Character references: widening screen readers’ eyes

I ran some tests a couple of years ago that looked at how mathematical character references are handled by screen readers, specifically using default configuration in JAWS and Window-Eyes.

Jason Kiss of Accessible Culture has recently published a comprehensive set of results from his testing of how a variety of characters are dealt with by recent versions of JAWS and Window-Eyes: JAWS, Window-Eyes and Character References.


A web author may expect characters such as the minus sign – a proper − or − as opposed to a simple dash – would be read out in an appropriate way by a screen reader. However, the most prevalent screen reader, JAWS, does not announce the character and the next most popular screen reader, Window-Eyes, reads it as “dash”.

Using JAWS, the results seem to be consistent even when you change the verbosity level, the punctuation level or the synthesiser used. It’d be interesting to know if anyone has managed to get a screen reader to announce these characters using the more advanced settings.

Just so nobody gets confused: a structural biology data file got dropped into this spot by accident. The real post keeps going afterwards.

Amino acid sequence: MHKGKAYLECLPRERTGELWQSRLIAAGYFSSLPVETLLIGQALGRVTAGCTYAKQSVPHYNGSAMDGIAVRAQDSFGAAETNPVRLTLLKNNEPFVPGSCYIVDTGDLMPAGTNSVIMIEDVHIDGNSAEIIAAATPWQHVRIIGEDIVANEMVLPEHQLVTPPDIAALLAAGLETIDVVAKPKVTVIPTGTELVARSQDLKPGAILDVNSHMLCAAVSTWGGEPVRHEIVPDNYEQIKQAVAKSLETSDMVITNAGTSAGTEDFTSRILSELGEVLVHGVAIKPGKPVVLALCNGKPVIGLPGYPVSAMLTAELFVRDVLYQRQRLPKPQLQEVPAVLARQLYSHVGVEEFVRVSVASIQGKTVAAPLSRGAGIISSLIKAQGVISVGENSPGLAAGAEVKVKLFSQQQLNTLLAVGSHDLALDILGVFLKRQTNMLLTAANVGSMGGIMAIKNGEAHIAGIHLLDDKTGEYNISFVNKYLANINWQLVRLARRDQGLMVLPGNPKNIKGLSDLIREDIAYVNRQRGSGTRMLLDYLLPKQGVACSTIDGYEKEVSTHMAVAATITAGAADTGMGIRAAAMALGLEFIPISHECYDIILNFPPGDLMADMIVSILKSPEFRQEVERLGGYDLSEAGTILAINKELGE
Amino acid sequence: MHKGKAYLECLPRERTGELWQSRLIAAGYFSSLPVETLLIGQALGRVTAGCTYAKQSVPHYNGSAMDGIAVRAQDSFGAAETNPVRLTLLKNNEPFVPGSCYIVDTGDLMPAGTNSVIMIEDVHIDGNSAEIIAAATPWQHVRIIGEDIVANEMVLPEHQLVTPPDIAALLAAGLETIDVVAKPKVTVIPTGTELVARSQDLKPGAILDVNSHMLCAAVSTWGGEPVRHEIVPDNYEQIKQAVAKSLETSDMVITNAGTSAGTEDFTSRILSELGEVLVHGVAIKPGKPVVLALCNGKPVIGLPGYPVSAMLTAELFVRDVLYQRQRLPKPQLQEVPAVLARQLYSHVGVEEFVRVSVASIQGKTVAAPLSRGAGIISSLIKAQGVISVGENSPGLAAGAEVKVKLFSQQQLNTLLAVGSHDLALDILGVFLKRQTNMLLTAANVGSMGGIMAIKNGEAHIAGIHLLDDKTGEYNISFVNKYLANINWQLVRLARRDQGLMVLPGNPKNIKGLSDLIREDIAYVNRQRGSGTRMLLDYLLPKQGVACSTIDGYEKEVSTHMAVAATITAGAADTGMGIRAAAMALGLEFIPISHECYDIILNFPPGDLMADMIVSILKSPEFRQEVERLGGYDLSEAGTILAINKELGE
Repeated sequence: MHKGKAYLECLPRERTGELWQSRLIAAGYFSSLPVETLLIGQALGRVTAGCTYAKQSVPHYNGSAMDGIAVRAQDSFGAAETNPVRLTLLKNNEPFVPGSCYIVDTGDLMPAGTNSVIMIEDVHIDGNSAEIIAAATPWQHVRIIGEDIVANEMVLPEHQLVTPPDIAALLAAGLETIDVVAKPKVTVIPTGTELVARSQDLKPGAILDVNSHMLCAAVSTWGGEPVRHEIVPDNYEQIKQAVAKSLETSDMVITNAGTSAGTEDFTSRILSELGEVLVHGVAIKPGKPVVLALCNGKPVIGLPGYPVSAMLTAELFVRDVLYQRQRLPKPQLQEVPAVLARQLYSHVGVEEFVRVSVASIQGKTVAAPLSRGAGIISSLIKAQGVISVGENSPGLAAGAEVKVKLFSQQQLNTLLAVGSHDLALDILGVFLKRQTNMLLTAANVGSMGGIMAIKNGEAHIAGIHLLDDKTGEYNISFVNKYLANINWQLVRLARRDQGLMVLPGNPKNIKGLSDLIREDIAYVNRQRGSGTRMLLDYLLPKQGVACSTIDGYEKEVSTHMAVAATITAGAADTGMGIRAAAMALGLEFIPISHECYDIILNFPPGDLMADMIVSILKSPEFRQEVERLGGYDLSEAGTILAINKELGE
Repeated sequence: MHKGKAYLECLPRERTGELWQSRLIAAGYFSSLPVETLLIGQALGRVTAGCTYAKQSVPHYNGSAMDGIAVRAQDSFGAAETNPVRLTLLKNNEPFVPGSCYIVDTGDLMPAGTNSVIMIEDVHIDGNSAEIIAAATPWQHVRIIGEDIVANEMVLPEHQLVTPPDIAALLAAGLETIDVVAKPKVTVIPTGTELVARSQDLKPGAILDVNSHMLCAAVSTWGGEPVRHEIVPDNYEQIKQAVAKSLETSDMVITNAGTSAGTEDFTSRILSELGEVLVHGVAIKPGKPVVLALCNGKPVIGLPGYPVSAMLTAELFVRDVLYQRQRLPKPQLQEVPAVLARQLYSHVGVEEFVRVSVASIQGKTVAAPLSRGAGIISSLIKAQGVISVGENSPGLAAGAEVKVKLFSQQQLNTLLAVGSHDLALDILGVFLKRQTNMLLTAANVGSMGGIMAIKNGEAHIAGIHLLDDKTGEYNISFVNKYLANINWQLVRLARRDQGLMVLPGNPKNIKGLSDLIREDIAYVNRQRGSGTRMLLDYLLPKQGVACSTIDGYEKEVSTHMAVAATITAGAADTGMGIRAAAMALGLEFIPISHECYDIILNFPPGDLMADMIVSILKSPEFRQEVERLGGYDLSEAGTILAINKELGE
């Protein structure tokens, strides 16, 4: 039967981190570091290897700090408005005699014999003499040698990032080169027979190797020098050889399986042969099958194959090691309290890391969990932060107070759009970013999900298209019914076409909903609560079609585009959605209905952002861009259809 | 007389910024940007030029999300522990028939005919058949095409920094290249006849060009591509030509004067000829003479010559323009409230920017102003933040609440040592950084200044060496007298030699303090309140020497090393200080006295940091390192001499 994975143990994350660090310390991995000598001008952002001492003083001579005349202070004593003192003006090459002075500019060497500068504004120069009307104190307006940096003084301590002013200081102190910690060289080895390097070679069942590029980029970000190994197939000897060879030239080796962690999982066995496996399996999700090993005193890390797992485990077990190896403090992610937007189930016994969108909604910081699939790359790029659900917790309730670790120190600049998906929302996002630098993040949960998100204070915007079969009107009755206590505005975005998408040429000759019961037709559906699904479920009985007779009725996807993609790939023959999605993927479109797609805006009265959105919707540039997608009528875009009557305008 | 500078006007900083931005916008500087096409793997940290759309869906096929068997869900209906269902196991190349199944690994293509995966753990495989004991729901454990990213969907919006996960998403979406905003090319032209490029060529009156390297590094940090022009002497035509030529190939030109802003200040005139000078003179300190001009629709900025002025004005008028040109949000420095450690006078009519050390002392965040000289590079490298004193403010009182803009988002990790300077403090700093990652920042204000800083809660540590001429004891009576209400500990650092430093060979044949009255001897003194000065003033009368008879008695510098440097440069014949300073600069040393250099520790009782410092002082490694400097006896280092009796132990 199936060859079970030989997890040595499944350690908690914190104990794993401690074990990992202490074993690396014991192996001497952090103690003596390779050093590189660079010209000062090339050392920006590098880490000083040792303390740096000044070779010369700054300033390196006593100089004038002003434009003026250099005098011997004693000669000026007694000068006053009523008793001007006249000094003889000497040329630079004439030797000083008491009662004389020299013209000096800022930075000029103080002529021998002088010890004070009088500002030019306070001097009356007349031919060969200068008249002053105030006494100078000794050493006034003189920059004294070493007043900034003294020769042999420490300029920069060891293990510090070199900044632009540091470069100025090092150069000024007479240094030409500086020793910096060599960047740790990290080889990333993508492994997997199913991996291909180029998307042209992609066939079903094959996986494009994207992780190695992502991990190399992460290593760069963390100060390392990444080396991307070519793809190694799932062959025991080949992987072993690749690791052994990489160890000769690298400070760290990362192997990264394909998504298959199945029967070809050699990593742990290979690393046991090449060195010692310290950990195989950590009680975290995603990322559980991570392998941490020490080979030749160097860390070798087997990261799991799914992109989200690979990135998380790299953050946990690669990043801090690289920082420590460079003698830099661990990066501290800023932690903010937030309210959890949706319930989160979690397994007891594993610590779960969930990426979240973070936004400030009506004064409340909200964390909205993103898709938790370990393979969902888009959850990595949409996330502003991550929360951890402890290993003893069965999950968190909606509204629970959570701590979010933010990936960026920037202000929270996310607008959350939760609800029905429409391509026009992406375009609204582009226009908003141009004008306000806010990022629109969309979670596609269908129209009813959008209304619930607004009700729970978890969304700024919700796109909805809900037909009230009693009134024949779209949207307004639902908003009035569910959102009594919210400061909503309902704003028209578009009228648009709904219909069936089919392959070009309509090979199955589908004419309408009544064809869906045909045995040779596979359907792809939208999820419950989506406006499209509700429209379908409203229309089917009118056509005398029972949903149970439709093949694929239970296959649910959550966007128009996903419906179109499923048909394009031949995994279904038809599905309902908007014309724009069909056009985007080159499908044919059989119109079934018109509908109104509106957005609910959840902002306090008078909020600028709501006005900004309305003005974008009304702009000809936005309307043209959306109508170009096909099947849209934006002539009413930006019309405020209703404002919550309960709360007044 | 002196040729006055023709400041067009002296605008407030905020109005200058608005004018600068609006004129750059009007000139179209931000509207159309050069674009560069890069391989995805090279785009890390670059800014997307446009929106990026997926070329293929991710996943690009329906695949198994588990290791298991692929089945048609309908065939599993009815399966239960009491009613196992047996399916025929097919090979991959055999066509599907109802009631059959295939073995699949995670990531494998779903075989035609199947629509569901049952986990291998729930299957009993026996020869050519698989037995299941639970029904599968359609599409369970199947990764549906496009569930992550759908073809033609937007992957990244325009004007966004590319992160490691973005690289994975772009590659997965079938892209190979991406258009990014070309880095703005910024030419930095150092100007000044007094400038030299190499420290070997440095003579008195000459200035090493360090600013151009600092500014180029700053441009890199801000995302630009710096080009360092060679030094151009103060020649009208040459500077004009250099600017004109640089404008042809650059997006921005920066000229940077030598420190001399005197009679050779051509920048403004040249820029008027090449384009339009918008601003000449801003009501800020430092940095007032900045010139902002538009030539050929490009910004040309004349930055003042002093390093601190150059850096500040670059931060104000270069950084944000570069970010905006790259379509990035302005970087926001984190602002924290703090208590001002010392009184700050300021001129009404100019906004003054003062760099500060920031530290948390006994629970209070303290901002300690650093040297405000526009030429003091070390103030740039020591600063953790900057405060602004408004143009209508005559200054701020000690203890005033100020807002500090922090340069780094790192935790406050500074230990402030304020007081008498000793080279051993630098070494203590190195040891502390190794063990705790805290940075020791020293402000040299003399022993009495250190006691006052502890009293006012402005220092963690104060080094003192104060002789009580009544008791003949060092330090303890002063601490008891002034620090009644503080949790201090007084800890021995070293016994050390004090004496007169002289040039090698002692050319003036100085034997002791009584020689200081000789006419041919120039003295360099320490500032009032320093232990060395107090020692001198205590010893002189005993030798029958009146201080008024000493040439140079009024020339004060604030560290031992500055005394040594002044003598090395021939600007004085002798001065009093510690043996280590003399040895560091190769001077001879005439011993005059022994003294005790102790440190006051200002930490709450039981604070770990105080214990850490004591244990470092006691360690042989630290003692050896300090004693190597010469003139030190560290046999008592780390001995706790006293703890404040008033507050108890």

Personally, I’d like to see (or hear!) screen readers announcing additional characters; it would add to the character palette we can draw from when writing content, which I would expect to be even more important as the Web embraces internationalisation and localisation.

In the meantime, Jason provides a convenient table of results comparing the speech output from JAWS and Window-Eyes.

Update: Having posted about Jason’s work on Accessify Forum, I thought I’d add that some characters that do get spoken are not announced as one might expect:

  • Both JAWS and Window-Eyes read a square root symbol (√) as the letter v and pi (π) as the letter p.
  • While Window-Eyes makes minor tweaks to its speech output to make it a bit more user-friendly, it doesn’t always do what I think it should. As mentioned above, it says “dash” for the proper minus sign character.
  • Window-Eyes announces quite a lot of characters as “question”. Presumably Window-Eyes hasn’t understood these characters so it is announcing the character as it would a question mark, which users may realise it means that Window-Eyes hasn’t understood. However, saying “question” is probably worse than simply not announcing anything at all.